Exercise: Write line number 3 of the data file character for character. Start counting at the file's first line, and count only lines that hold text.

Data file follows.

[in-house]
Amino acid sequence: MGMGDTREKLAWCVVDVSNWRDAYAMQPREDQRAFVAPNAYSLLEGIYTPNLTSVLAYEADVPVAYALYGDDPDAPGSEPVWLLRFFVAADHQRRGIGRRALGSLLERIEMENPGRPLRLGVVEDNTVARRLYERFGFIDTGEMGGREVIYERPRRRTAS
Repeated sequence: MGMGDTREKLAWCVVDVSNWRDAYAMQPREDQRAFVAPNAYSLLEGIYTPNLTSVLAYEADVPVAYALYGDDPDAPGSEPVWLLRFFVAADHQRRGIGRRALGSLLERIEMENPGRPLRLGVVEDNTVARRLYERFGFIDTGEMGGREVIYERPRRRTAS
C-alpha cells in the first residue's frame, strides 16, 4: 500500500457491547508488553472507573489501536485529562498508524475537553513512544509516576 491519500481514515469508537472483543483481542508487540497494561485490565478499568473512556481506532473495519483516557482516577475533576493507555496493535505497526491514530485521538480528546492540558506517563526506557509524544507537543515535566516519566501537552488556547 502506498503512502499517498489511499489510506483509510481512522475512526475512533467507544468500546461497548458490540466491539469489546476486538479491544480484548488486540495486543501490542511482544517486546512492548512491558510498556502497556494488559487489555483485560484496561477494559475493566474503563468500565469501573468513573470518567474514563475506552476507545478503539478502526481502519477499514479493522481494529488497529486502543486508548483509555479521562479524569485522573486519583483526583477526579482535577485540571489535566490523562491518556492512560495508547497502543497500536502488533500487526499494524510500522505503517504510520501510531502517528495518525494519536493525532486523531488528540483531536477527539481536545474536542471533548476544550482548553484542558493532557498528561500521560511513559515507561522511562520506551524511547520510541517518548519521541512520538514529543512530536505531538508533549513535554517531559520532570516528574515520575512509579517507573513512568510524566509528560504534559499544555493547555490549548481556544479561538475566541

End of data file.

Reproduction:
Repeated sequence: MGMGDTREKLAWCVVDVSNWRDAYAMQPREDQRAFVAPNAYSLLEGIYTPNLTSVLAYEADVPVAYALYGDDPDAPGSEPVWLLRFFVAADHQRRGIGRRALGSLLERIEMENPGRPLRLGVVEDNTVARRLYERFGFIDTGEMGGREVIYERPRRRTAS